Leaders to Leader

Lessons from the Great American Leaders & How They Apply Now

The Concept of Change Means Leaders Must Communicate

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Leaders are the facilitators of change within their organization. As such, in implementing an initiative or new direction, they must employ proven techniques and strategies to ensure good communication with their employees. This is true of the entire process of change—from beginning to end. Without open and effective communication, leaders can create problems and issues that hinder their efforts to make the needed changes.

Leaders should understand that change is uncomfortable, and adapting to change can be confusing and messy until the “kinks” are worked out. There is no way to communicate change to employees that makes it an enjoyable process. While planning for change can list tasks and responsibilities, it doesn’t lessen the discomfort of altering long-held behaviors and habits that comprise individual employee comfort zones.

Because change is in fact an ongoing, difficult process that pulls people out of their comfort zones, the importance of good communication is magnified. It becomes crucial for managers and leaders to gather outside sources of information, solicit employee feedback and perspectives, and use this information to create specific “plans of attack.” Every group is unique and a cookie cutter approach to communicating and managing change will not work.

Within the realm of a leader’s main responsibilities is the role of effectively conveying the need for change to his or her employees. The concept of change means that leaders must communicate during the planning, announcing, implementation and completion of the process of change within their organization.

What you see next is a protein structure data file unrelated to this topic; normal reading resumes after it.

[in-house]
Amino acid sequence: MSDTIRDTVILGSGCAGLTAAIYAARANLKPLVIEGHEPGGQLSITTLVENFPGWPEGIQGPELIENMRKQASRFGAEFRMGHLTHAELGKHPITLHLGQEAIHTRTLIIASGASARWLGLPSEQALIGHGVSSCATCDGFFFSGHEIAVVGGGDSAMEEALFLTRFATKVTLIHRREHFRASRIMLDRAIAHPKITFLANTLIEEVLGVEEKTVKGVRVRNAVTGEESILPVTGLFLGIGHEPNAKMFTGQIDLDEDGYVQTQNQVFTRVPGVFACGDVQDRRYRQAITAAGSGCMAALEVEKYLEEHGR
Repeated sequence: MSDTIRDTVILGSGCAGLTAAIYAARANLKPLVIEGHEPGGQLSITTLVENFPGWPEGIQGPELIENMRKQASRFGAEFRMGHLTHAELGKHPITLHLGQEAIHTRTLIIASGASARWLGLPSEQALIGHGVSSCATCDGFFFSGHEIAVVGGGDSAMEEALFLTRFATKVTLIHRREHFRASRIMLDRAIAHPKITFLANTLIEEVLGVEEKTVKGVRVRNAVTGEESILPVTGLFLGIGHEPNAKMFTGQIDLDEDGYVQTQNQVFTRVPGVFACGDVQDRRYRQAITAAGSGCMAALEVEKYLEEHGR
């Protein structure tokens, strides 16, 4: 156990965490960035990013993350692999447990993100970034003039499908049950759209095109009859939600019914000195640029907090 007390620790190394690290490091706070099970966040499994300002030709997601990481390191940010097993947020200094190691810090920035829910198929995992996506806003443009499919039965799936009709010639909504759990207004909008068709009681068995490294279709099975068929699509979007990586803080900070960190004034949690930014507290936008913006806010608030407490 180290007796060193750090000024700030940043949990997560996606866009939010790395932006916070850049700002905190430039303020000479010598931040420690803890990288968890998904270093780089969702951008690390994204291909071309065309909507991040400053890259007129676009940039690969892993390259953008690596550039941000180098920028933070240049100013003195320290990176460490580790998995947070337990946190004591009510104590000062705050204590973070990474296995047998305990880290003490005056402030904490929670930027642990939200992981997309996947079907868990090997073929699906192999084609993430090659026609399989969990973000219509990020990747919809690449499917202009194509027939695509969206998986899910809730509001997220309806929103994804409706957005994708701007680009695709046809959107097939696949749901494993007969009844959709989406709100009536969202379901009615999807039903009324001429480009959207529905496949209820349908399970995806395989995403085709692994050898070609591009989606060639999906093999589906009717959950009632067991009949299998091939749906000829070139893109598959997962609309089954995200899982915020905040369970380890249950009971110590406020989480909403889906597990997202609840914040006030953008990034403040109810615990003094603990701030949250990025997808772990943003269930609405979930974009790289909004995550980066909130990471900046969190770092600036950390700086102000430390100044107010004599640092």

Proven techniques for facilitating smooth and effective communication include:

Identify and Communicate the Results to Be Achieved

The communication of change means that leaders must clearly articulate the results they want and the specific means required to achieve them. Often leaders must communicate two messages simultaneously: the macro, or “big picture” of how the changes in their unit plays a role in the overall changes within the organization, and the micro, or detailed picture of the specific changes to be made.

When leaders communicate both the macro and micro views of change, they give their employees a balanced picture of how their contributions to facilitating change benefit the organization. Surveys have shown that employees are markedly more effective when they understand how their efforts contribute to the overall goals of the organization.

Simplify Jargon and Buzzwords

Many organizations and industries have developed their own jargon and buzzwords. Often managers, leaders and employees rely heavily on these specialized terms. However, many of these words lack real substance or meaning in their daily use. Words and phrases such as “responsive,” “employee friendly,” “customer focused,” “empowered” and others should have specific meanings. For instance, if an organization is responsive, what exactly does that mean to leaders and employees? What are the parameters defining this word’s use and application? The same is true for any other buzzword: tts definition should be plain to employees so they are clear on what the term means and how it applies in the workplace.

Share Information Early and Often

Managers and leaders should share as much information as possible with their employees.

In many large publicly owned organizations, the emphasis is placed on good communication with investors, not employees. While obviously the importance of the former cannot be argued, it is the latter that does the work of moving the organization forward.

Consequently, when employees learn of organizational changes and developments through the media or the rumor mill, they become more apprehensive and less productive until put at ease. Rather than lose time and revenue to this anxiety and uncertainty, managers and leaders communicate as much information as they can up front.

Maintain Quality and Consistency

Managers and leaders should maintain a consistent, quality flow of information to their employees. Due to the ease with which communication channels can get bogged down with meaningless information, leaders should filter their communications to ensure significant and substantial information is imparted to their employees.